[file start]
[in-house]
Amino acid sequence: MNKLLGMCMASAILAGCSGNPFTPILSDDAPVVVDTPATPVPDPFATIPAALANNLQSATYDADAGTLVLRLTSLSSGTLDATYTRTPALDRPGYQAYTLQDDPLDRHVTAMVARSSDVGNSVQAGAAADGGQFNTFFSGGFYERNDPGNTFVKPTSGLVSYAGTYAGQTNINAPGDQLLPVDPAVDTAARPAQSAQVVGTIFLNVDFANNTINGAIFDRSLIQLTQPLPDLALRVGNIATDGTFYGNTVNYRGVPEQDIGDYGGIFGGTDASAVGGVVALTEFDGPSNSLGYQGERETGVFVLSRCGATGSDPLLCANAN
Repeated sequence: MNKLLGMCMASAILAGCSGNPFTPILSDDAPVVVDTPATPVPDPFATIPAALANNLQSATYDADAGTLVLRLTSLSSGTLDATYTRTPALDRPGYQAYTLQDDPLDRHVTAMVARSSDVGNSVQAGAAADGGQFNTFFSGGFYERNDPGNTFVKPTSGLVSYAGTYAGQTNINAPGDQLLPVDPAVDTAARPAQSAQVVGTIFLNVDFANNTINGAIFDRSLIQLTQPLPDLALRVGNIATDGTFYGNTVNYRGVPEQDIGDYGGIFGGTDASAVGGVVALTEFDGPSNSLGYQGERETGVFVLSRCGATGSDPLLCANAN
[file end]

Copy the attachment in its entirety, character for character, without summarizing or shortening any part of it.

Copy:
[in-house]
Amino acid sequence: MNKLLGMCMASAILAGCSGNPFTPILSDDAPVVVDTPATPVPDPFATIPAALANNLQSATYDADAGTLVLRLTSLSSGTLDATYTRTPALDRPGYQAYTLQDDPLDRHVTAMVARSSDVGNSVQAGAAADGGQFNTFFSGGFYERNDPGNTFVKPTSGLVSYAGTYAGQTNINAPGDQLLPVDPAVDTAARPAQSAQVVGTIFLNVDFANNTINGAIFDRSLIQLTQPLPDLALRVGNIATDGTFYGNTVNYRGVPEQDIGDYGGIFGGTDASAVGGVVALTEFDGPSNSLGYQGERETGVFVLSRCGATGSDPLLCANAN
Repeated sequence: MNKLLGMCMASAILAGCSGNPFTPILSDDAPVVVDTPATPVPDPFATIPAALANNLQSATYDADAGTLVLRLTSLSSGTLDATYTRTPALDRPGYQAYTLQDDPLDRHVTAMVARSSDVGNSVQAGAAADGGQFNTFFSGGFYERNDPGNTFVKPTSGLVSYAGTYAGQTNINAPGDQLLPVDPAVDTAARPAQSAQVVGTIFLNVDFANNTINGAIFDRSLIQLTQPLPDLALRVGNIATDGTFYGNTVNYRGVPEQDIGDYGGIFGGTDASAVGGVVALTEFDGPSNSLGYQGERETGVFVLSRCGATGSDPLLCANAN